NOAA's Marine Debris Blog

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Marine debris removal for the sake of the Hawaiian monk seal (by guest blogger Dera Look, NOAA PIRO)

2 Comments

On December 10th, Hawaiian Monk Seal Response Team O‘ahu (HMSRTO) volunteers notified NOAA Fisheries Marine Mammal Response of a large amount of one-inch line sprawled across the reef at Nimitz Jetty, Barbers Point on the Island of O‘ahu. The Barbers Point area is currently a regular haul-out spot for five Hawaiian monk seals, but as many as ten different individuals have been known to frequent that stretch of beach throughout the years. Given the high density of seals in this area, there was a concern this marine debris could entangle a seal. 

One of the piles of line with a thin rectangular metal plate attached to it.
Photo credit: Barbara Billand (HMSRTO)

HMSRTO volunteers and Officer Mantec (Barbers Point Base Police) worked tirelessly throughout the morning to drag the hundreds of feet of line out of the water and off the reef. NOAA personnel later arrived to help cut the line into smaller pieces so that it could be loaded onto a truck. The line was taken to Pier 38 for disposal and down-cycling through the Hawai‘i Nets to Energy Program.

HMSRTO volunteers and NOAA staff work to cut the large
pile of line into more manageable pieces.
Photo credit: Barbara Billand (HMSRTO)

(From left to right) HMSRTO volunteers Wayne Williamson, Barbara Billand,
Clay Gates, Robert Billand, and David Schofield (NOAA Fisheries).
Photo credit: Barbara Billand (HMSRTO)

Hawaiian monk seals are one of the most endangered animal species in the world. Only about 1,100 seals are left and their overall population is in decline at a rate of about 4.5% each year. Hawaiian monk seals have one of the highest documented entanglement rates of any pinniped species. Marine debris, including derelict fishing gear, is a chronic form of pollution affecting the Northwestern Hawaiian Islands where the majority of the seals reside. In the main Hawaiian islands where over 100 individual seals have been sighted, recreational fishing is the principal fishery interaction threat currently facing monk seals. Nonetheless, the removal of the marine debris allowed us to rest easy knowing this critically endangered species would be out of harm’s way.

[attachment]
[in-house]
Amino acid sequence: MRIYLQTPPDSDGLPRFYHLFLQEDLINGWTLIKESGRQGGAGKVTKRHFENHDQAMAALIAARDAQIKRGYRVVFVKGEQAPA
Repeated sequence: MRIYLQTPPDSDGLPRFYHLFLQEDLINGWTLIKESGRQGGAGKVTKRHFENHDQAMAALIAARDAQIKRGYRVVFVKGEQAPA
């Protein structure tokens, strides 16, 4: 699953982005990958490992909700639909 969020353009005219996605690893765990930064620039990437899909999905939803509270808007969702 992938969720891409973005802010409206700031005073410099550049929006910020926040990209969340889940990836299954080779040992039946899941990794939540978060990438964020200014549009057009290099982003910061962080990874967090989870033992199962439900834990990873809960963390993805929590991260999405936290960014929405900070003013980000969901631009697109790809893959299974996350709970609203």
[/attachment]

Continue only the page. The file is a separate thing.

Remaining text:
Two of the “regulars” RS00 (left) and R012 (right) at White Plains, Barbers Point, HI.
Photo credit: Barbara Billand (HMSRTO)

For more information check out HMSRTO’s blog, Monk Seal Mania, at http://monksealmania.blogspot.com/.

Author: NOAA Marine Debris Program

The NOAA Marine Debris Program envisions the global ocean and its coasts, users, and inhabitants free from the impacts of marine debris. Our mission is to investigate and solve the problems that stem from marine debris, in order to protect and conserve our nation's marine environment, natural resources, industries, economy, and people.

2 thoughts on “Marine debris removal for the sake of the Hawaiian monk seal (by guest blogger Dera Look, NOAA PIRO)

  1. I am proud of my brother and his wife,Barbara.

  2. Kudos to Barbara and Robert Billand who are great ambassadors for the monk seal community and all of Hawaii. We spent two weeks at White Plains Beach and saw them every day, all day, protecting the monk seals in residence. They willingly shared their vast knowledge with all who were interested in learning more about the seals. They are truly committed to their passion for monk seals and other wildlife. Mahalo and aloha from Betsy and Wayne, WA

    (PS I wanted to post this on the http://monksealmania.blogspot.com but couldn’t quite figure out how to do it. Could someone do that for me?)

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